Play the Angel is one of the best pop bands I’ve heard in years. They play “rock” by the radio’s standards, but they don’t have any of the attitude of a rock band. And that’s a good thing, because they embrace their pop star aesthetics and give the people what they want. There are five songs on this EP: straightforward rock’n'roller, major-key powerballad, dance-rock tune, whoa-oh pop-punk tune, and Gavin DeGraw-style emotive piano ballad. They have real names, of course, but they each fit excellently into their own radio niche. “So what?” you say. “Bands do that crap all the time.”
Yeah, they do, but they do one of the genres better than the other. Play the Angel does all five right. They could release every song off this EP as a radio single and, with proper label backing, they would have five number one hits. Their songwriting is just that good. Their vocalist has an incredibly appealing voice that’s a tad lower than Tyson Ritter of the All-American Rejects but just as emotive. Their production values are pitch-perfect. The band knows when to get out of the way of the vocals and when to crash in for the emotional payoff. Play the Angel does everything right.
If you like anything on rock radio right now, from Fall Out Boy to Hinder to Panic! at the Disco to Paramore to All-American Rejects and anything in between, you’re going to absolutely fall in love with Play the Angel. I don’t have a clue why this band hasn’t shot to the top of the charts yet. They’ve got every piece of the puzzle in line. They just need to see the right guy at the right gig who turns them into mega-stars. Cause, geez, they’re infinitely better than Nickelback. And that crap still sells millions. Again, if you turn on the radio and like anything you hear, Play the Angel is there for you. It’s that good.
- Independant Clauses

"Play The Angel, représentant de la métropole à l’Omnium du Rock"

Play The Angel, un groupe qui, de l’avis de son leader Bobby Bisciglia, fait un rock très commercial un peu à la manière des Foo Fighters, d’Incubus et de Our Lady Peace, a remporté les grands honneurs de la finale montréalaise de l’Omnium du Rock, le plus important concours ouvert aux « bands » de la relève.
Bobby et le batteur Rob Tremblay ont tous deux fait partie de One Away, le groupe qui a ouvert le spectacle de Bon Jovi lors de son passage au Centre Bell à l’automne 2006. Désireux d’explorer de nouvelles avenues, les deux musiciens ont mis sur pied l’an dernier le groupe Play The Angel avec le bassiste DB et le guitariste Phil Bérubé. « Ça fait à peine un an que l’on travaille ensemble on s’entend comme des frères! », explique Bobby qui est fou de joie d’avoir remporté la finale de ce concours qui réunissait les 32 meilleurs groupes rock de la métropole. « Au départ, on s’est inscrit parce qu’on voulait tester notre nouveau matériel devant public sans avoir à organiser ou à produire nos propres spectacles. On voulait aussi profiter de la visibilité que ça offrait et finalement, on a gagné! », raconte Bobby qui se prépare à affronter Post Scriptum, le groupe qui a remporté la finale de la Vieille Capitale, lors d’une grande confrontation Montréal - Québec qui sera diffusée en direct sur les ondes de MusiquePlus. Pour Play The Angel, la pression sera d’autant plus grande que ce sont les représentants de Québec qui l’ont emporté lors des deux premières éditions de ce concours. Déjà assuré de pouvoir enregistrer un démo au Studio Piccolo, un endroit fort prestigieux où ont déjà travaillé des artistes de la trempe de Simple Plan et de Céline Dion, Play The Angel rêve de donner à la métropole un première titre lors de ce concours doté de plusieurs milliers de dollars en prix.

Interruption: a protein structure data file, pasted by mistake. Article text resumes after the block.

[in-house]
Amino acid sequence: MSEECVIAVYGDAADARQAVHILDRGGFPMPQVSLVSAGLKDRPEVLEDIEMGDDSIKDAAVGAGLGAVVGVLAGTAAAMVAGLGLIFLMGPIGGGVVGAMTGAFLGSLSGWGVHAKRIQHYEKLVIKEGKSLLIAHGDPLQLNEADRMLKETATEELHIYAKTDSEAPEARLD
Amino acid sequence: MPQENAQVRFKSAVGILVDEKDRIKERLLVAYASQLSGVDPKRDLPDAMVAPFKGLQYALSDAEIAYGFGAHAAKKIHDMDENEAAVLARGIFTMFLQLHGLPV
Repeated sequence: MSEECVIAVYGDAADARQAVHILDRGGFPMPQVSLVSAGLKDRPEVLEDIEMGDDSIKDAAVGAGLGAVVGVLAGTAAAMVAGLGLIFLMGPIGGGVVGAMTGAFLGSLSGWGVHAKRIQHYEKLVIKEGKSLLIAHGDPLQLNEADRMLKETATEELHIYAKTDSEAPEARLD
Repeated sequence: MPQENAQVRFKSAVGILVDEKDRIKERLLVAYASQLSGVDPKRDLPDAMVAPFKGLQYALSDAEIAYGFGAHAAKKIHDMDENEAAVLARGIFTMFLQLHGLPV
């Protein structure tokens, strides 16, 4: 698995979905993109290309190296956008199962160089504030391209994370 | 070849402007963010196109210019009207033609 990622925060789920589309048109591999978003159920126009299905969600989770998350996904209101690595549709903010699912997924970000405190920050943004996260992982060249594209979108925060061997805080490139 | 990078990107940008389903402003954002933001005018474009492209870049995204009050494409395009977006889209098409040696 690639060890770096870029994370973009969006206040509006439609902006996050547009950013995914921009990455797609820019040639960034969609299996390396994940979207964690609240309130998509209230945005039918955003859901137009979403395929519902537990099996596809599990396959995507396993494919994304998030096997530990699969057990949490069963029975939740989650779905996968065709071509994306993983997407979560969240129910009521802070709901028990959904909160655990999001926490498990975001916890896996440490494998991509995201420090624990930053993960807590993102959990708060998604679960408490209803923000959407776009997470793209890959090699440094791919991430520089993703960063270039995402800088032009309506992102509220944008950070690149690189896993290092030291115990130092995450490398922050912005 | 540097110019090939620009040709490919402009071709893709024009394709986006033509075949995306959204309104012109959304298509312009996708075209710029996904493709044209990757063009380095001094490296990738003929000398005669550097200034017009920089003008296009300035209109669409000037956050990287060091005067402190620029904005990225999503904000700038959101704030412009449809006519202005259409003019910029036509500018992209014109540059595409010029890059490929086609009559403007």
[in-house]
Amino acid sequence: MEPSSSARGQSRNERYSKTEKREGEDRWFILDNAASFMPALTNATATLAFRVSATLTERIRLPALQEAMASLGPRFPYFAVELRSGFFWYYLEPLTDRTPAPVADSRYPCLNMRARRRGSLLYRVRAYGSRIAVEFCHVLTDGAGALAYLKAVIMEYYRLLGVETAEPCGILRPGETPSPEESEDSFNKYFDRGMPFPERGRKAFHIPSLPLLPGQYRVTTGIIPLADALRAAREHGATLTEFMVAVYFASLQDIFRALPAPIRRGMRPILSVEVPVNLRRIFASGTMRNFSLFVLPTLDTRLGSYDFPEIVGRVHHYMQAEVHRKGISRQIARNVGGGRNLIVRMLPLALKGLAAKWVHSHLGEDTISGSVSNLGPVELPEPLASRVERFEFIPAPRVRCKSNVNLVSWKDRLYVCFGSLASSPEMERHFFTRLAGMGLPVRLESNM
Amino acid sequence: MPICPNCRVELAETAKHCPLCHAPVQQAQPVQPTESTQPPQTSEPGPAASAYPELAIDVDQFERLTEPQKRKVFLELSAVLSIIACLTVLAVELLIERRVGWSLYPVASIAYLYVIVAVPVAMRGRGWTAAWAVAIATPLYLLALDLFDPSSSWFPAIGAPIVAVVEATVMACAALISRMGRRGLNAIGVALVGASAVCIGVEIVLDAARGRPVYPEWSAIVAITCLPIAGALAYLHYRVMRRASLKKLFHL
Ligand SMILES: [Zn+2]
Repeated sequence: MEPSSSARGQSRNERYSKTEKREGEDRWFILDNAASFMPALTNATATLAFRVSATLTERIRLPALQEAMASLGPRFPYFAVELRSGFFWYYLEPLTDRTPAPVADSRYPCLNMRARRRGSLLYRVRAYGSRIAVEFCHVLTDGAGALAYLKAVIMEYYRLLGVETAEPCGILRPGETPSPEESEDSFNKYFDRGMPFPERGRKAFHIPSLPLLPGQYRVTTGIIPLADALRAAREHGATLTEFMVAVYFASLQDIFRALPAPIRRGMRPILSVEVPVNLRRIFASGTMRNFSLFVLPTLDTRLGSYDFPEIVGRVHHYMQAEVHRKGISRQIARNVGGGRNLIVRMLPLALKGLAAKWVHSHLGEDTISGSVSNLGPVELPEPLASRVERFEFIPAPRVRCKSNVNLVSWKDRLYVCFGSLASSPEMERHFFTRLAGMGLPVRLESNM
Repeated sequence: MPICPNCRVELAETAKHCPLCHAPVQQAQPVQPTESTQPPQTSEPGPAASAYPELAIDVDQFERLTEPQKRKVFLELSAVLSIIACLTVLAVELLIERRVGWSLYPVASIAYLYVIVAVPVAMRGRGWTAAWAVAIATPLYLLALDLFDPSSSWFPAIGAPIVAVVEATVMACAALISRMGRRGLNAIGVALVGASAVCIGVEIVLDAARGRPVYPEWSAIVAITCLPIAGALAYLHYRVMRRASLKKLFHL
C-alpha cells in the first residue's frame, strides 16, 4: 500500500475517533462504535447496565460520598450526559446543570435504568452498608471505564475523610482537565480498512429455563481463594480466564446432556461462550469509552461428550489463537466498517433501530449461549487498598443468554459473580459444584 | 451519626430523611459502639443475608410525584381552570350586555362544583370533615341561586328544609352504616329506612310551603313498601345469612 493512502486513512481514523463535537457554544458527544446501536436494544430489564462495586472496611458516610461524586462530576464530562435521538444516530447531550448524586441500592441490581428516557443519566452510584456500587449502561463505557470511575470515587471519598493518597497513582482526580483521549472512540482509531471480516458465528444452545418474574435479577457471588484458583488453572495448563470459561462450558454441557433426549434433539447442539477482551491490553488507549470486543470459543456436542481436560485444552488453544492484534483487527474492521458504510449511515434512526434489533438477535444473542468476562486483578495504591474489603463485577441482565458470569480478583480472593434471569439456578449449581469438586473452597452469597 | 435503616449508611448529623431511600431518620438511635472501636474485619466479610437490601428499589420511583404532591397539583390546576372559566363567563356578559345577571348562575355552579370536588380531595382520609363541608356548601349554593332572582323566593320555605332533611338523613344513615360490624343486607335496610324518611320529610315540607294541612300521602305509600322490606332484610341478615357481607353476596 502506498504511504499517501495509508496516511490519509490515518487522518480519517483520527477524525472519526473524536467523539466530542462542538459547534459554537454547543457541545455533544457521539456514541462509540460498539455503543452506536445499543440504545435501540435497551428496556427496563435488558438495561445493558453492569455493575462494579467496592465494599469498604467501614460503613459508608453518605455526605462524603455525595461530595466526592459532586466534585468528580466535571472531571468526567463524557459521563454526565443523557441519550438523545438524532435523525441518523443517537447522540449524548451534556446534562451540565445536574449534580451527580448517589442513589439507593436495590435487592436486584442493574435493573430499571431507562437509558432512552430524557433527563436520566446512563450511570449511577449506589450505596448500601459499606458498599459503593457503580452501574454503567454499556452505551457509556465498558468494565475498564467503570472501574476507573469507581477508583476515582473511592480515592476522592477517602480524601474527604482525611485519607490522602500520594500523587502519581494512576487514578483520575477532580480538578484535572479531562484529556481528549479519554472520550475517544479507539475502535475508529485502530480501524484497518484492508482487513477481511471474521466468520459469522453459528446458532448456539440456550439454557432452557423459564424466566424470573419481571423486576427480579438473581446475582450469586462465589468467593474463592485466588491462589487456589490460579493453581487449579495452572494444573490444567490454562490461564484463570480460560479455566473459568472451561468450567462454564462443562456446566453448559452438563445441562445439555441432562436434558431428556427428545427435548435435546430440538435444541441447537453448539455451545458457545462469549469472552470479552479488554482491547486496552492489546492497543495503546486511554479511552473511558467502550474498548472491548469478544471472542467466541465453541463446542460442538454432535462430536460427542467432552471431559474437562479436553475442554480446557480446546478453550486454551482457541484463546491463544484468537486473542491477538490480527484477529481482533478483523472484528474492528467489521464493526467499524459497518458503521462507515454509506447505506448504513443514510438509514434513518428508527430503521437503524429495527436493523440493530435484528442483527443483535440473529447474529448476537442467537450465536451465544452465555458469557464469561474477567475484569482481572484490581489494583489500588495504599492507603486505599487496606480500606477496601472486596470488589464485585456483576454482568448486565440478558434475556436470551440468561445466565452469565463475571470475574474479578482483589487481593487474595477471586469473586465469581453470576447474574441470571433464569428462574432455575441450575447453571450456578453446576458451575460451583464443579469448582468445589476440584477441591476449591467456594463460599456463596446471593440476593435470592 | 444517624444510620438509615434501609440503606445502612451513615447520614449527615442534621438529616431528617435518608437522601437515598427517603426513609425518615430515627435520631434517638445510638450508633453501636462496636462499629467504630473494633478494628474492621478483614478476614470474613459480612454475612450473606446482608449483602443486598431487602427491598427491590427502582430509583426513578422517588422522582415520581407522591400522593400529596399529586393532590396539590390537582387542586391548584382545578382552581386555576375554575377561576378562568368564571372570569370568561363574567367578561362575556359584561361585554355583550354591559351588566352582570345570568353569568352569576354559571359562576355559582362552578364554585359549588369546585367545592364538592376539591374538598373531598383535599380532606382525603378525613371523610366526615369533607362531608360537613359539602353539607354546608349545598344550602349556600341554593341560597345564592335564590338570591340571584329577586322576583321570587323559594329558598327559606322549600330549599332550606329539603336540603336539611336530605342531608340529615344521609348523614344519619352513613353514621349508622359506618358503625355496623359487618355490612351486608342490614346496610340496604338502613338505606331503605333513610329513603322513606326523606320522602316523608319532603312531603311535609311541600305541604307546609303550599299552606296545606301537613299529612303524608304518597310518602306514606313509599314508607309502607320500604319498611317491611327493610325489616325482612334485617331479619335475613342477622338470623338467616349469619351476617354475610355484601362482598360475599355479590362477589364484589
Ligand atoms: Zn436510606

- 24 heures


Single "Ready or Not", April 2009
EP "Play The Angel" April, 2009



After cutting their first demo with producer/engineer Gautier Marinof--who worked with the legendary Bob Rock on Simple Plan's second release--at Studios Piccolo, Play the Angel has holed up with acclaimed Montreal based producer Eric Collard (2 platinum records), to assist them with their impending invasion of the U.S. Their self-titled EP, released on Mungo Park Records, is currently distributed throughout canada.

Since winning the Omnium du Rock contest in Montreal, Play The Angel has been in nonstop motion. Though the band has kept live performances to a minimum lately to focus on their writing and recording, they managed to keep their stage mojo going by rocking the infamous Van's Warped Tour, sharing the stage with Sick Puppies and even being invited by Akon himself to his Hitlab Showcase.

With 2 music videos, already on MuchLoud and Musique Plus, their songs have also been popping up in a lot of unique venues, from the Bell Centre—where the fiery “Ready Or Not” has played regularly at Montreal Canadiens hockey games—to the cult hit Sid’s Cycle Show on Canada’s MenTV and Global TV.

The band also won the hearts of an unexpected crowd while on tour with Canadian platinum artist Bobby Bazini. The acoustic rendition of their songs fuelled much interest and impressive cd sales.

“Play The Angel” is actually an old expression which means putting on a friendly, hypocritical façade; it can be applied to a lack of honesty in intimate or everyday relationships but the band’s socio-political mindset finds them also relating their songs to the political, corporate America and the general lack of integrity side of it that frequently permeates our culture.